Millions of French commuters suffered a second consecutive day of travel chaos on Wednesday as striking rail workers locked horns with President Emmanuel Macron’s government in a dispute over reforming the state-owned SNCF railways.
Commuters in and around Paris pushed their way onto the few trains running during the rush-hour while many platforms in the French capital’s busiest stations lay empty.
SNCF data at midday showed the number of drivers on strike fell slightly on Wednesday, though more signalmen and conductors had walked out than a day earlier. Across the company, including administrative and sales staff, the participation rate dipped.
Macron wants to transform the heavily indebted rail company, which loses 3 billion euros each year, into a profit-making public service able to withstand foreign competition when its monopoly ends in 2020 in line with European Union rules.
Unions reject plans to end rail workers’ special privileges, including job-for-life guarantees and early retirement, and complain the government is paving the way for privatising the SNCF.
Macron, a former investment banker, has set a summer deadline for the overhaul to be completed.
“I don’t understand the strike. Some say we want to break up public services and it’s simply wrong,” Julien Denormandie, a junior minister in Macron’s government, told BFM TV.
In taking on the rail unions, Macron is treading where past presidents have either failed or steered clear, determined to cement his image as a fearless and indefatigable moderniser of the French economy.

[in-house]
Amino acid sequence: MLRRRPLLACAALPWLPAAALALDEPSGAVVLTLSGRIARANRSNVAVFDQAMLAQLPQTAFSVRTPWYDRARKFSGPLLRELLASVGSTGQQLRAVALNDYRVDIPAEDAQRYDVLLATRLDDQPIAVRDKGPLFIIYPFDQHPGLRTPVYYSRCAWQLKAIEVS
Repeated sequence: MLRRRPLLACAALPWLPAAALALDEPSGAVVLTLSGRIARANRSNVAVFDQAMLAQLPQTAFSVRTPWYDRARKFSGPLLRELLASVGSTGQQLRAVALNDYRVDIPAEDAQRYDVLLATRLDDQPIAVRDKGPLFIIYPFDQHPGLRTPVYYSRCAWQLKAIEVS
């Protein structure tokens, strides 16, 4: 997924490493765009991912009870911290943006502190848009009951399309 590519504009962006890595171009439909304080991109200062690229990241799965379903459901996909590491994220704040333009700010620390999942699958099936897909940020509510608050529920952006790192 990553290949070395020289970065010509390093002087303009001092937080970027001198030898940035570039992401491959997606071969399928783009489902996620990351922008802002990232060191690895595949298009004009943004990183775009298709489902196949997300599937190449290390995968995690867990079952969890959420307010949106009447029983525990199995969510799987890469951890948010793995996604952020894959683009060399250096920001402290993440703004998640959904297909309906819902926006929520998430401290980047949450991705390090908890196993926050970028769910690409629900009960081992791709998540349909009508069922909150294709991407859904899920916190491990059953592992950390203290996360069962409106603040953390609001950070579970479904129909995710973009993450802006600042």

The battle’s outcome could define Macron’s presidency with trade unions, already badly bruised by his success in liberalising labour regulations last autumn, also needing to score a win.
TIME TO TALK DEBT
Other protest movements are also simmering, with university students, public workers, garbage collectors and pensioners all angry at Macron’s social and economic reform agenda.
So far, though, they have shown no sign of coalescing into a single, more potent movement, just as France prepares to mark the 50th anniversary of the May 1968 anti-establishment revolt that transformed the nation.
On Wednesday, only one in seven high-speed TGV trains were running – slightly more than on Tuesday – and one in five trains on overground commuter lines into Paris, similar to Tuesday’s levels. The unions plan to strike two days in every five over the next three months.
“It’s not our aim to frustrate rail passengers. Our goal is to find a way out of this row, to sit down and negotiate and find real solutions,” said Roger Dillenseger of the UNSA-Railways union.
The SNCF said the participation rate fell to 30 per cent of staff from 34 per cent on Tuesday. However, the number of striking conductors and signal-box workers – considered essential for running services – climbed by 8 and 7 per centage points respectively.
Before the strike, the government offered small concessions, including delaying the opening of SNCF networks to foreign companies as long as legally possible and dropping plans to push some aspects of the reform through by decree.
It has, however, said it will not discuss how much of the SNCF’s 46 billion euro debt pile the Treasury will assume until a deal is reached on employment benefits, prompting union accusations that it negotiating “with a gun to their heads”.
Transport Minister Elisabeth Borne faced calls on Wednesday from within Macron’s ruling Republic on the Move (LREM) party to address the issue earlier.
“It is important that the government says how, when and under what conditions the SNCF’s debt will be taken over,” Jean-Baptiste Djebarri, parliamentary rapporteur on SNCF reform, told Europe 1 radio.